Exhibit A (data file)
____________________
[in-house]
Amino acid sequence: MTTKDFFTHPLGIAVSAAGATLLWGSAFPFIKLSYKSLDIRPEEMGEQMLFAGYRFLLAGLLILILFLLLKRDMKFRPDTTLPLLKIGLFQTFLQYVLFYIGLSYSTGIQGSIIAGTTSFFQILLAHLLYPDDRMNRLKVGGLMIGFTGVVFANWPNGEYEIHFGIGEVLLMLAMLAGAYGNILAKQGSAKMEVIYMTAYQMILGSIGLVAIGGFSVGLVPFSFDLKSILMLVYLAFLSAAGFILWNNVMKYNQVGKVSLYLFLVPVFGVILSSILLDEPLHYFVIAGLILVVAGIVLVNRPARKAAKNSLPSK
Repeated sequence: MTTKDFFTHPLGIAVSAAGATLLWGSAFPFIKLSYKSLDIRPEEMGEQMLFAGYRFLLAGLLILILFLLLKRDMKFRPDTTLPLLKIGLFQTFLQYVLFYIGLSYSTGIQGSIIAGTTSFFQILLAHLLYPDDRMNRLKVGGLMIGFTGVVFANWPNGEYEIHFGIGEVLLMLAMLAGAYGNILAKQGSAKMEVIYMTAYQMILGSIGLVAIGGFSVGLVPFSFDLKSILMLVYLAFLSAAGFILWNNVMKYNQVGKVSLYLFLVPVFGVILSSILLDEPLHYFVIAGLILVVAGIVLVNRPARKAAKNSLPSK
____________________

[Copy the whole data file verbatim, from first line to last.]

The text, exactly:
[in-house]
Amino acid sequence: MTTKDFFTHPLGIAVSAAGATLLWGSAFPFIKLSYKSLDIRPEEMGEQMLFAGYRFLLAGLLILILFLLLKRDMKFRPDTTLPLLKIGLFQTFLQYVLFYIGLSYSTGIQGSIIAGTTSFFQILLAHLLYPDDRMNRLKVGGLMIGFTGVVFANWPNGEYEIHFGIGEVLLMLAMLAGAYGNILAKQGSAKMEVIYMTAYQMILGSIGLVAIGGFSVGLVPFSFDLKSILMLVYLAFLSAAGFILWNNVMKYNQVGKVSLYLFLVPVFGVILSSILLDEPLHYFVIAGLILVVAGIVLVNRPARKAAKNSLPSK
Repeated sequence: MTTKDFFTHPLGIAVSAAGATLLWGSAFPFIKLSYKSLDIRPEEMGEQMLFAGYRFLLAGLLILILFLLLKRDMKFRPDTTLPLLKIGLFQTFLQYVLFYIGLSYSTGIQGSIIAGTTSFFQILLAHLLYPDDRMNRLKVGGLMIGFTGVVFANWPNGEYEIHFGIGEVLLMLAMLAGAYGNILAKQGSAKMEVIYMTAYQMILGSIGLVAIGGFSVGLVPFSFDLKSILMLVYLAFLSAAGFILWNNVMKYNQVGKVSLYLFLVPVFGVILSSILLDEPLHYFVIAGLILVVAGIVLVNRPARKAAKNSLPSK